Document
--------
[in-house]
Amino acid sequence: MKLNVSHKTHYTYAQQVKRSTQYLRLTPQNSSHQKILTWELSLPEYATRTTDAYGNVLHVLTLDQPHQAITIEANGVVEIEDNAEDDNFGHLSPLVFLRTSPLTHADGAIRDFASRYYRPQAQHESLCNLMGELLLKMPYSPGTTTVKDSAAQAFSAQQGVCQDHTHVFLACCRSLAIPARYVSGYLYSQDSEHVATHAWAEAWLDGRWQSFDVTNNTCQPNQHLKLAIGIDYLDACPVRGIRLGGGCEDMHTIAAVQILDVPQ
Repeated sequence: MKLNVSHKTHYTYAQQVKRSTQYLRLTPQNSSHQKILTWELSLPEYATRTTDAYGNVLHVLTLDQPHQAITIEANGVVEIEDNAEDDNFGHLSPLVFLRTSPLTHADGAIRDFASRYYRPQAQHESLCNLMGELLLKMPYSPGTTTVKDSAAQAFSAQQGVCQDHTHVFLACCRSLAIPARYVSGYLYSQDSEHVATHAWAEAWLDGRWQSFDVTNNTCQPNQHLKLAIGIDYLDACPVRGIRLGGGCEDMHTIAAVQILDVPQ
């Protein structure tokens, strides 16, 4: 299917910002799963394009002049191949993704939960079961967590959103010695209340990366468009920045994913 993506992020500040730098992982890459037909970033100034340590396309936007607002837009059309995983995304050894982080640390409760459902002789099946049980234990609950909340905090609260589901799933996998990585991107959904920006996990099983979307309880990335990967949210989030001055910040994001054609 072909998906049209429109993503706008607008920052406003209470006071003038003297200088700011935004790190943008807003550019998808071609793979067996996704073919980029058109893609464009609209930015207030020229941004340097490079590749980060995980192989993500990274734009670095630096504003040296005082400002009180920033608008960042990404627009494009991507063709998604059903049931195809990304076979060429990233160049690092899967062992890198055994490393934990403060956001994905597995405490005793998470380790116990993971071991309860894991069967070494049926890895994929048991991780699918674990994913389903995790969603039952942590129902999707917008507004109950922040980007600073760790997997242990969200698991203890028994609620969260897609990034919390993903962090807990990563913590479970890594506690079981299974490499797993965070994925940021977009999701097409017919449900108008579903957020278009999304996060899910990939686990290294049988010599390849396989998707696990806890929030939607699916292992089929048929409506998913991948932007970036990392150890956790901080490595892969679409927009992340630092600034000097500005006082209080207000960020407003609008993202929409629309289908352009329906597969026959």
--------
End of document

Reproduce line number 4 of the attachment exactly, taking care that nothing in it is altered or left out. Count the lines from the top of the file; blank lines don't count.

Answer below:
């Protein structure tokens, strides 16, 4: 299917910002799963394009002049191949993704939960079961967590959103010695209340990366468009920045994913 993506992020500040730098992982890459037909970033100034340590396309936007607002837009059309995983995304050894982080640390409760459902002789099946049980234990609950909340905090609260589901799933996998990585991107959904920006996990099983979307309880990335990967949210989030001055910040994001054609 072909998906049209429109993503706008607008920052406003209470006071003038003297200088700011935004790190943008807003550019998808071609793979067996996704073919980029058109893609464009609209930015207030020229941004340097490079590749980060995980192989993500990274734009670095630096504003040296005082400002009180920033608008960042990404627009494009991507063709998604059903049931195809990304076979060429990233160049690092899967062992890198055994490393934990403060956001994905597995405490005793998470380790116990993971071991309860894991069967070494049926890895994929048991991780699918674990994913389903995790969603039952942590129902999707917008507004109950922040980007600073760790997997242990969200698991203890028994609620969260897609990034919390993903962090807990990563913590479970890594506690079981299974490499797993965070994925940021977009999701097409017919449900108008579903957020278009999304996060899910990939686990290294049988010599390849396989998707696990806890929030939607699916292992089929048929409506998913991948932007970036990392150890956790901080490595892969679409927009992340630092600034000097500005006082209080207000960020407003609008993202929409629309289908352009329906597969026959």